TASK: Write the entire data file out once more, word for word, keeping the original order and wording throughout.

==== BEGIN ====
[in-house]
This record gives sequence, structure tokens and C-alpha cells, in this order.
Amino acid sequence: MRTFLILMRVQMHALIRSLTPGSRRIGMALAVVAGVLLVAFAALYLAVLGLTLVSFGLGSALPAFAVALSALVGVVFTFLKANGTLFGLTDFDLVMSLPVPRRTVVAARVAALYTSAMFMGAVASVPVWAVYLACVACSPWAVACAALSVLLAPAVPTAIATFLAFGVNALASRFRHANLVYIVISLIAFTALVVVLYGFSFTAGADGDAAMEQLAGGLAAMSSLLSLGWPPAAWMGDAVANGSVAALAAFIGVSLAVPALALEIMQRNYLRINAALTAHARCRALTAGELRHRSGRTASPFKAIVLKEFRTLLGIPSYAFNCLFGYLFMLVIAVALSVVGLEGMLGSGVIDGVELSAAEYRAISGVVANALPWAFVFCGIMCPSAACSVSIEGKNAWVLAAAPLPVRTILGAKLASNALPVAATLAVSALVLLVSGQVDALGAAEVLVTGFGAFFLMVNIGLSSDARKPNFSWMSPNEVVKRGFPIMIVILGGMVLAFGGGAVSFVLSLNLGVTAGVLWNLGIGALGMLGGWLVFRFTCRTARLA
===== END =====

[in-house]
This record gives sequence, structure tokens and C-alpha cells, in this order.
Amino acid sequence: MRTFLILMRVQMHALIRSLTPGSRRIGMALAVVAGVLLVAFAALYLAVLGLTLVSFGLGSALPAFAVALSALVGVVFTFLKANGTLFGLTDFDLVMSLPVPRRTVVAARVAALYTSAMFMGAVASVPVWAVYLACVACSPWAVACAALSVLLAPAVPTAIATFLAFGVNALASRFRHANLVYIVISLIAFTALVVVLYGFSFTAGADGDAAMEQLAGGLAAMSSLLSLGWPPAAWMGDAVANGSVAALAAFIGVSLAVPALALEIMQRNYLRINAALTAHARCRALTAGELRHRSGRTASPFKAIVLKEFRTLLGIPSYAFNCLFGYLFMLVIAVALSVVGLEGMLGSGVIDGVELSAAEYRAISGVVANALPWAFVFCGIMCPSAACSVSIEGKNAWVLAAAPLPVRTILGAKLASNALPVAATLAVSALVLLVSGQVDALGAAEVLVTGFGAFFLMVNIGLSSDARKPNFSWMSPNEVVKRGFPIMIVILGGMVLAFGGGAVSFVLSLNLGVTAGVLWNLGIGALGMLGGWLVFRFTCRTARLA